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NEW YORK (Reuters) - U.S. stocks have been on a tear in January, moving major indexes within striking distance of all-time highs. The bearish case is a difficult one to make right now.
Earnings have exceeded expectations, the housing and labor markets have strengthened, lawmakers in Washington no longer seem to be the roadblock that they were for most of 2012, and money has returned to stock funds again.
The Standard & Poor's 500 Index has gained 5.4 percent this year and closed above 1,500 - climbing to the spot where Wall Street strategists expected it to be by mid-year. The Dow Jones industrial average is 2.2 percent away from all-time highs reached in October 2007. The Dow ended Friday's session at 13,895.98, its highest close since October 31, 2007.
The S&P has risen for four straight weeks and eight consecutive sessions, the longest streak of days since 2004. On Friday, the benchmark S&P 500 ended at 1,502.96 - its first close above 1,500 in more than five years.
"Once we break above a resistance level at 1,510, we dramatically increase the probability that we break the highs of 2007," said Walter Zimmermann, technical analyst at United-ICAP, in Jersey City, New Jersey. "That may be the start of a rise that could take equities near 1,800 within the next few years."
The most recent Reuters poll of Wall Street strategists estimated the benchmark index would rise to 1,550 by year-end, a target that is 3.1 percent away from current levels. That would put the S&P 500 a stone's throw from the index's all-time intraday high of 1,576.09 reached on October 11, 2007.
The new year has brought a sharp increase in flows into U.S. equity mutual funds, and that has helped stocks rack up four straight weeks of gains, with strength in big- and small-caps alike.
That's not to say there aren't concerns. Economic growth has been steady, but not as strong as many had hoped. The household unemployment rate remains high at 7.8 percent. And more than 75 percent of the stocks in the S&P 500 are above their 26-week highs, suggesting the buying has come too far, too fast.
All 10 S&P 500 industry sectors are higher in 2013, in part because of new money flowing into equity funds. Investors in U.S.-based funds committed $3.66 billion to stock mutual funds in the latest week, the third straight week of big gains for the funds, data from Thomson Reuters' Lipper service showed on Thursday.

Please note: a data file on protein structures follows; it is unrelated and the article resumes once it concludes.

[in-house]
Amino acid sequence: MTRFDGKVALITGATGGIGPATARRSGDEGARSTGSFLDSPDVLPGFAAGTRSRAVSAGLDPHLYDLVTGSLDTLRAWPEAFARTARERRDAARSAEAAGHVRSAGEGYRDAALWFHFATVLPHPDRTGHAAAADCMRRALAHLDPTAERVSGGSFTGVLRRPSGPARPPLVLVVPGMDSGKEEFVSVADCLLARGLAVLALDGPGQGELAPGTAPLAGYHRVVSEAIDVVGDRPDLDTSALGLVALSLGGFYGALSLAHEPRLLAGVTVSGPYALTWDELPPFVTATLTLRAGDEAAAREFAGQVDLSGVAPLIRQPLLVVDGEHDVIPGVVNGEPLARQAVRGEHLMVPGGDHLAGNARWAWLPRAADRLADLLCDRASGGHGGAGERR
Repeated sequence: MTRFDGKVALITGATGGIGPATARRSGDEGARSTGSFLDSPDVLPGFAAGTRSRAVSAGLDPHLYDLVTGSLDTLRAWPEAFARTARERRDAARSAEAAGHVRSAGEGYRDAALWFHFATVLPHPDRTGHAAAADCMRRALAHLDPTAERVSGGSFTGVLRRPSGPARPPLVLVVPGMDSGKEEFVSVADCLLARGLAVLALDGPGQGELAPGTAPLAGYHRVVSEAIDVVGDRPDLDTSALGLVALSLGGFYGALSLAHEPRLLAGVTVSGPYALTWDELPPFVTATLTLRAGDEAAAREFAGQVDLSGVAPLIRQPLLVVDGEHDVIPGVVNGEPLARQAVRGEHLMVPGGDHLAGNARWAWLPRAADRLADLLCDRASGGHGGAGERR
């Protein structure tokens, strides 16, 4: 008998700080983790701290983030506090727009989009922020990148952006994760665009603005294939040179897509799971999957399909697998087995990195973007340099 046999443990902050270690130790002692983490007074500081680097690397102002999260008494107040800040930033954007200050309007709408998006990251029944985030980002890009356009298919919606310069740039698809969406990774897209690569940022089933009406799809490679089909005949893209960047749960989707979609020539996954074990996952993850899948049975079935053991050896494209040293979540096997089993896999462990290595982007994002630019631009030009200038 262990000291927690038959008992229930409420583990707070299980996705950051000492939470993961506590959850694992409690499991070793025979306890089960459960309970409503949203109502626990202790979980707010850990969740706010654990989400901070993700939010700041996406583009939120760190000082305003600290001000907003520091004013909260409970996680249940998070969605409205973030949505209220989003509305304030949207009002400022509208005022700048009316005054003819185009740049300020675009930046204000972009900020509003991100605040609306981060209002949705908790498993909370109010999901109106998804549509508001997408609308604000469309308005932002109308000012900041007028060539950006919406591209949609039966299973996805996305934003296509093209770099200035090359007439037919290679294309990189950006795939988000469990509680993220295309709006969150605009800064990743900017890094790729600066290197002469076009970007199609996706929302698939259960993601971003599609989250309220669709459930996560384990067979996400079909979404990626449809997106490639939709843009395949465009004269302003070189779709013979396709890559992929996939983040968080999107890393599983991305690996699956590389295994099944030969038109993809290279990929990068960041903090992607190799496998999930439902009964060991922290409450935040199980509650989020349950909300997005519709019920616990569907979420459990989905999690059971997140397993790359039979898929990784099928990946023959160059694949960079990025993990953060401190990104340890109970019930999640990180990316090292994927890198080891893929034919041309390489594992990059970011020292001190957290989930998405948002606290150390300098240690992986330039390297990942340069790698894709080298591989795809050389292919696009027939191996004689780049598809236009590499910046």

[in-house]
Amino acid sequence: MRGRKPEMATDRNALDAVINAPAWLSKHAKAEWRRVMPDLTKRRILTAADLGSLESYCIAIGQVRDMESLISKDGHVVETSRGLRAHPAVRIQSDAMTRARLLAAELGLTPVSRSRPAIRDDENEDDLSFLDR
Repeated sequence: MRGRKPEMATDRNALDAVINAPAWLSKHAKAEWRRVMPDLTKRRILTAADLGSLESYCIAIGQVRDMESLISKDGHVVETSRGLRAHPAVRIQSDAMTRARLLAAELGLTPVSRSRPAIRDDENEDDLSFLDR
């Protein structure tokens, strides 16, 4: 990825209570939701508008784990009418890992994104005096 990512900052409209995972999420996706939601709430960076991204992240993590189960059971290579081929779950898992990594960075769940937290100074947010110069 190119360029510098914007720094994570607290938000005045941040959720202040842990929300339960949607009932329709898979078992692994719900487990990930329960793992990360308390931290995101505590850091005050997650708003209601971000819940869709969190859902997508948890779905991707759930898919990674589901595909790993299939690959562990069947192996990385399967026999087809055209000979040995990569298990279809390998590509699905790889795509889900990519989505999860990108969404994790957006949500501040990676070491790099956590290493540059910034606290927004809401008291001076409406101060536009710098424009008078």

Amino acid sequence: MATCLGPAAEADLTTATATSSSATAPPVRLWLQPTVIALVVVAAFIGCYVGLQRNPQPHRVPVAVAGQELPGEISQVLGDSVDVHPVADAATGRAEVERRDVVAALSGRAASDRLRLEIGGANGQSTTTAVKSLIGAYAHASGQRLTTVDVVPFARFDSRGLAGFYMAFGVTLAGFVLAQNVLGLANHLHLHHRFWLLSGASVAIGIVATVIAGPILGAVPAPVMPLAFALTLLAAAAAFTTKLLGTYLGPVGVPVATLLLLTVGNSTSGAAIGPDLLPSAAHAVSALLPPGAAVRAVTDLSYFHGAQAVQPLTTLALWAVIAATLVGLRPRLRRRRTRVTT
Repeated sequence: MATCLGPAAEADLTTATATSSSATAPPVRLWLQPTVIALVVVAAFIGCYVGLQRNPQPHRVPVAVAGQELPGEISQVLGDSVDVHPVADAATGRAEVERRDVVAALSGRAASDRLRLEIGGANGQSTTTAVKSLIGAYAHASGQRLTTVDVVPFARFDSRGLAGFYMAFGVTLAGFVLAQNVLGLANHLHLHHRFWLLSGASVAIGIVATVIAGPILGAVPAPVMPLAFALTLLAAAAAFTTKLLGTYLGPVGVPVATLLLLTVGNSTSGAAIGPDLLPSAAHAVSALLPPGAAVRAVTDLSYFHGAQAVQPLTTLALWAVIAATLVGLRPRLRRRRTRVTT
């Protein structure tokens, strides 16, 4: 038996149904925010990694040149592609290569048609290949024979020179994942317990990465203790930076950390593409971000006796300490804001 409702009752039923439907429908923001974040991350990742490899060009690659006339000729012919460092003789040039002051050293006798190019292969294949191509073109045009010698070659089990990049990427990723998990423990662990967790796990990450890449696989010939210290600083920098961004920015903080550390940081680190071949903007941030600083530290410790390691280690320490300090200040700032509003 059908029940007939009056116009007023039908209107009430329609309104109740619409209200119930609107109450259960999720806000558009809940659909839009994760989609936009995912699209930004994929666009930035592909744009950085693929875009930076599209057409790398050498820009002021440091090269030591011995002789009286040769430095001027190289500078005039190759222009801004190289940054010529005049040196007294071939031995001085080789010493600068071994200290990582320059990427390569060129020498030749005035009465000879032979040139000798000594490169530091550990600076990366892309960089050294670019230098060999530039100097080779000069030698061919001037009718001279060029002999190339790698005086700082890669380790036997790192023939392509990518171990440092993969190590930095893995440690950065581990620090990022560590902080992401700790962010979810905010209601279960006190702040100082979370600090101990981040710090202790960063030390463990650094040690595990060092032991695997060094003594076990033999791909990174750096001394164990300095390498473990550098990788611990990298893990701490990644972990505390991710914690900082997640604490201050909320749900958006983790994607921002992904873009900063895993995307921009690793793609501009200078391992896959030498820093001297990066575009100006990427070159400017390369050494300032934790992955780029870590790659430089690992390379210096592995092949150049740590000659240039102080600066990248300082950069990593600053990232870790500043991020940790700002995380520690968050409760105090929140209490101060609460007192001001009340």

Energy shares lead the way with a gain of 6.6 percent, followed by industrials, up 6.3 percent. Telecom, a defensive play that underperforms in periods of growth, is the weakest sector - up 0.1 percent for the year.
More than 350 stocks hit new highs on Friday alone on the New York Stock Exchange. The Dow Jones Transportation Average recently climbed to an all-time high, with stocks in this sector and other economic bellwethers posting strong gains almost daily.
"If you peel back the onion a little bit, you start to look at companies like Precision Castparts (PCP.N), Honeywell, 3M Co (MMM.N) and Illinois Tool Works (ITW.N) - these are big, broad-based industrial companies in the U.S. and they are all hitting new highs, and doing very well. That is the real story," said Mike Binger, portfolio manager at Gradient Investments, in Shoreview, Minnesota.
The gains have run across asset sizes as well. The S&P small-cap index .SPCY has jumped 6.7 percent and the S&P mid-cap index .MID has shot up 7.5 percent so far this year.
Exchange-traded funds have seen year-to-date inflows of $15.6 billion, with fairly even flows across the small-, mid- and large-cap categories, according to Nicholas Colas, chief market strategist at the ConvergEx Group, in New York.
"Investors aren't really differentiating among asset sizes. They just want broad equity exposure," Colas said.
The market has shown resilience to weak news. On Thursday, the S&P 500 held steady despite a 12 percent slide in shares of Apple after the iPhone and iPad maker's results. The tech giant is heavily weighted in both the S&P 500 and Nasdaq 100 .NDX and in the past, its drop has suffocated stocks' broader gains.
In the last few days, the ratio of stocks hitting new highs versus those hitting new lows on a daily basis has started to diminish - a potential sign that the rally is narrowing to fewer names - and could be running out of gas.
Investors have also cited sentiment surveys that indicate high levels of bullishness among newsletter writers, a contrarian indicator, and momentum indicators are starting to also suggest the rally has perhaps come too far.
The market's resilience could be tested next week with Friday's release of the January non-farm payrolls report. About 155,000 jobs are seen being added in the month and the unemployment rate is expected to hold steady at 7.8 percent.
"Staying over 1,500 sends up a flag of profit taking," said Jerry Harris, president of asset management at Sterne Agee, in Birmingham, Alabama. "Since recent jobless claims have made us optimistic on payrolls, if that doesn't come through, it will be a real risk to the rally."
On a historic basis, valuations remain relatively low - the S&P 500's current price-to-earnings ratio sits at 15.66, which is just a tad above the historic level of 15.
Worries about the U.S. stock market's recent strength do not mean the market is in a bubble. Investors clearly don't feel that way at the moment.
"We're seeing more interest in equities overall, and a lot of flows from bonds into stocks," said Paul Zemsky, who helps oversee $445 billion as the New York-based head of asset allocation at ING Investment Management. "We've been increasing our exposure to risky assets."
For the week, the Dow climbed 1.8 percent, the S&P 500 rose 1.1 percent and the Nasdaq advanced 0.5 percent.
Reporting by Ryan Vlastelica; Additional reporting by Chuck Mikolajczak; Editing by Jan Paschal